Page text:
The Office of Laboratory Emergency Preparedness and Response (OLEPR) was formed for the purpose of developing, exercising, and maintaining all aspects of emergency preparedness and response involving the State Public Health Laboratory in its leadership position in Maryland. Responsibilities include oversight of laboratory activities under the CDC Public Health Emergency Preparedness (PHEP) Cooperative Agreement, assisting in the development of and coordinating training conferences and exercises for first responders and their interactions with the Laboratories Administration, providing support for the Bioterrorism (BT) and Chemical Terrorism (CT) staff in the Laboratories Administration, formation and training of incident command teams (NIMS), formation and training of an All-Hazards Response Team under the Laboratories Administration’s Incident Command System (National Incident Management System – NIMS), as well as many other tasks.
The OLEPR developed and maintains the Maryland State Biological Agents Registry (BAR) Program, formed under legislation by the Maryland Legislature in 2002. The BAR Program registers 'persons' maintaining, transferring, or possessing select agents in Maryland. The OLEPR established and maintains the Maryland Laboratory Response Network (MLRN) including Sentinel and Level 3 Laboratory Oversight. The OLEPR is the liaison for, and provides guidance to the Laboratories Administration regarding the APHIS/CDC Select Agent Program.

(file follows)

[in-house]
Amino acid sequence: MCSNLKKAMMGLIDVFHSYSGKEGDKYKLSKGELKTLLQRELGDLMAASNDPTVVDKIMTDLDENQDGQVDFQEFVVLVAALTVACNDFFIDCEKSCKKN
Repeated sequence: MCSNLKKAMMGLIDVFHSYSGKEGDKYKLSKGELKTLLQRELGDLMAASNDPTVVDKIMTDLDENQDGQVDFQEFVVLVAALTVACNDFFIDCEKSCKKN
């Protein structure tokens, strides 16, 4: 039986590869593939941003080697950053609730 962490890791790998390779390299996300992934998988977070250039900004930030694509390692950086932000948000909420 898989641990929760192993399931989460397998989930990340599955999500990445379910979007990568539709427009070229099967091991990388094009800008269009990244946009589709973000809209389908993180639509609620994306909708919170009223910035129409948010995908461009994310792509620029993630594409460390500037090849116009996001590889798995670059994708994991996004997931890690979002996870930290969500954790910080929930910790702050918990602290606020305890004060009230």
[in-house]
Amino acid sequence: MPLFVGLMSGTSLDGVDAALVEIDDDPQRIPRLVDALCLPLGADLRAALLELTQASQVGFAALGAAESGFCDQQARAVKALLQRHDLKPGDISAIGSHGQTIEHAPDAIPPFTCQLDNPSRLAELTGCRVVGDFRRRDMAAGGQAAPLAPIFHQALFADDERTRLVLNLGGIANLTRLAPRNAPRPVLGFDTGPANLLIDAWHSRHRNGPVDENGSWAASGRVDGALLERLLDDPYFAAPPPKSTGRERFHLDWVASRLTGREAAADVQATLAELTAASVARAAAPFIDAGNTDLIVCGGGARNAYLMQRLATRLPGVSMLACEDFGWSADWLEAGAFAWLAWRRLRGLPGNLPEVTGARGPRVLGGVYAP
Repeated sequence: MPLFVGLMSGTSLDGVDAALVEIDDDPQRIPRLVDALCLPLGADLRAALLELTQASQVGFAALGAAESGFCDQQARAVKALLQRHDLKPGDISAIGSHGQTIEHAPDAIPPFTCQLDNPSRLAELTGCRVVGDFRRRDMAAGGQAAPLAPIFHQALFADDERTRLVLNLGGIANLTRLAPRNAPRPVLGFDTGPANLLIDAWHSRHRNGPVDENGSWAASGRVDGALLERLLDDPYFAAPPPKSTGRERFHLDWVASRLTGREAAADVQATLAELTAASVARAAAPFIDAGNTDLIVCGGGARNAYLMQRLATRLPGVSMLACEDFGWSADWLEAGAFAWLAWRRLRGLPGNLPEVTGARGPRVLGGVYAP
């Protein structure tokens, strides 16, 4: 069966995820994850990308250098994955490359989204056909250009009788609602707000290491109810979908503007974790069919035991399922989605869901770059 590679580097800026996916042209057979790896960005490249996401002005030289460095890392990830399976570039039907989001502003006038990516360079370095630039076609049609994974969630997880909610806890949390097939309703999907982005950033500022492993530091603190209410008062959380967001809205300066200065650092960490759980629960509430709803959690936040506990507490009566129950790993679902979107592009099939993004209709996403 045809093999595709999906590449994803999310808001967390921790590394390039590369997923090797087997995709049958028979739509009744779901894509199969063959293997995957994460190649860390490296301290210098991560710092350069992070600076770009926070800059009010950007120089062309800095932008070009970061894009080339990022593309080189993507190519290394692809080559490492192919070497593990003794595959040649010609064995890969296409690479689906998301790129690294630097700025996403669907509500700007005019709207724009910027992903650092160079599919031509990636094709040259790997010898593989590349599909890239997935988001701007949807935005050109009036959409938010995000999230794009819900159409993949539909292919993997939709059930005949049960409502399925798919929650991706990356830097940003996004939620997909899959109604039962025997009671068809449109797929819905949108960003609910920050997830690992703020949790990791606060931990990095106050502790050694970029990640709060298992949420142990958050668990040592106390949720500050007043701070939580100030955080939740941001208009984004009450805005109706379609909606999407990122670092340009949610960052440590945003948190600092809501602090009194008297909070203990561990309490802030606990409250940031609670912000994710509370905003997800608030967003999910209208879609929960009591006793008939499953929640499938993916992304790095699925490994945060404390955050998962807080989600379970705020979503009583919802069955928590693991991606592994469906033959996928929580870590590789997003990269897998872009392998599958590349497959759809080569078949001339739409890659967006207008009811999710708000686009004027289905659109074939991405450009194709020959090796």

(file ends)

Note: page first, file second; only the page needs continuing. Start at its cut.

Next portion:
The OLEPR provides the 24/7/365 Emergency Contact for Terrorism Events (actual and suspected). The primary contact person carries a State cell phone (410-925-3121). The secondary contact person carries a pager (410-408-7521).
In order to respond to threats of terrorism, the Laboratories Administration has developed a network of personnel who have the knowledge and equipment to effectively handle samples submitted for biological, chemical, and radiological testing. These labs have the capability of testing for agents such as anthrax, tularemia, ricin, botulinum toxin, cyanide, trace metals, and different categories of pesticides. Samples can vary from white powders, environmental samples, various foodstuffs, or clinical specimens. The programs are maintained and improved by the funding of the CDC Cooperative Agreement in order to support the ongoing mission of protecting the health of the public through the continued training of its employees and purchase of state-of-the-art equipment.